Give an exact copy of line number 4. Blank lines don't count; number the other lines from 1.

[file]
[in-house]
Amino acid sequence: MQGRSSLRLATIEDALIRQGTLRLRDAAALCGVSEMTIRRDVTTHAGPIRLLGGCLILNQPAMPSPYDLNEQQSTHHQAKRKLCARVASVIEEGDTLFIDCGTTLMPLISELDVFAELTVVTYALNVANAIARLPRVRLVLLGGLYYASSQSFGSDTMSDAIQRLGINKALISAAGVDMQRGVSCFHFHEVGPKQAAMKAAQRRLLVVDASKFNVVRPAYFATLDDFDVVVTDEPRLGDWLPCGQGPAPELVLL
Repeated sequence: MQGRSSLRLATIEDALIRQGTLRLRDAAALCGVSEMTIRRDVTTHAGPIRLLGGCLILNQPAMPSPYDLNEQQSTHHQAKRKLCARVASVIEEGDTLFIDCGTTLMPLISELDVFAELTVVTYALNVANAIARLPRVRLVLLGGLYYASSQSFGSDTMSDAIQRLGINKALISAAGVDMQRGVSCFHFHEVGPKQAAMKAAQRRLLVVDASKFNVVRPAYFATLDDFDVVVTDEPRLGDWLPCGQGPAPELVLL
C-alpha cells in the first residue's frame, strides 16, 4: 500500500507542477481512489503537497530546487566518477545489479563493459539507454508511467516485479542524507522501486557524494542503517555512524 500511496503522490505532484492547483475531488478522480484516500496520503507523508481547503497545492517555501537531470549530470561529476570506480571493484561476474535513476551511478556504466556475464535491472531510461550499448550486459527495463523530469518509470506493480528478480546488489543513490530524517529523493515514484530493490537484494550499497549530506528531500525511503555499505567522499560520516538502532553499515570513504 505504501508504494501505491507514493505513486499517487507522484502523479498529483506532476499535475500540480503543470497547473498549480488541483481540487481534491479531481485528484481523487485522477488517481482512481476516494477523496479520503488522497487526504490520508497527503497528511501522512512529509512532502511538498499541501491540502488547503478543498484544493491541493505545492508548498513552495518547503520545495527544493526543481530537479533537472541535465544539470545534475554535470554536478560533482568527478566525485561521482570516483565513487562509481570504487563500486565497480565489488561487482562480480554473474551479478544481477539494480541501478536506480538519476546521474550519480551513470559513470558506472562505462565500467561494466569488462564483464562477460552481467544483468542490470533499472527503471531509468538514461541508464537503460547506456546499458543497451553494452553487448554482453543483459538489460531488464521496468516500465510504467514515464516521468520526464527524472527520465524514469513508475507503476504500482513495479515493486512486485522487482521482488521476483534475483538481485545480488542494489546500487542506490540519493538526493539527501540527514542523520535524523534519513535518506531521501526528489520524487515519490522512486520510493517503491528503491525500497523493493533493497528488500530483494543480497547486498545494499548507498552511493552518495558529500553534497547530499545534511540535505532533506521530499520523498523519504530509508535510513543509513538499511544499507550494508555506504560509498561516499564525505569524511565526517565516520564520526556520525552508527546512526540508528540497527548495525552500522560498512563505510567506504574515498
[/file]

C-alpha cells in the first residue's frame, strides 16, 4: 500500500507542477481512489503537497530546487566518477545489479563493459539507454508511467516485479542524507522501486557524494542503517555512524 500511496503522490505532484492547483475531488478522480484516500496520503507523508481547503497545492517555501537531470549530470561529476570506480571493484561476474535513476551511478556504466556475464535491472531510461550499448550486459527495463523530469518509470506493480528478480546488489543513490530524517529523493515514484530493490537484494550499497549530506528531500525511503555499505567522499560520516538502532553499515570513504 505504501508504494501505491507514493505513486499517487507522484502523479498529483506532476499535475500540480503543470497547473498549480488541483481540487481534491479531481485528484481523487485522477488517481482512481476516494477523496479520503488522497487526504490520508497527503497528511501522512512529509512532502511538498499541501491540502488547503478543498484544493491541493505545492508548498513552495518547503520545495527544493526543481530537479533537472541535465544539470545534475554535470554536478560533482568527478566525485561521482570516483565513487562509481570504487563500486565497480565489488561487482562480480554473474551479478544481477539494480541501478536506480538519476546521474550519480551513470559513470558506472562505462565500467561494466569488462564483464562477460552481467544483468542490470533499472527503471531509468538514461541508464537503460547506456546499458543497451553494452553487448554482453543483459538489460531488464521496468516500465510504467514515464516521468520526464527524472527520465524514469513508475507503476504500482513495479515493486512486485522487482521482488521476483534475483538481485545480488542494489546500487542506490540519493538526493539527501540527514542523520535524523534519513535518506531521501526528489520524487515519490522512486520510493517503491528503491525500497523493493533493497528488500530483494543480497547486498545494499548507498552511493552518495558529500553534497547530499545534511540535505532533506521530499520523498523519504530509508535510513543509513538499511544499507550494508555506504560509498561516499564525505569524511565526517565516520564520526556520525552508527546512526540508528540497527548495525552500522560498512563505510567506504574515498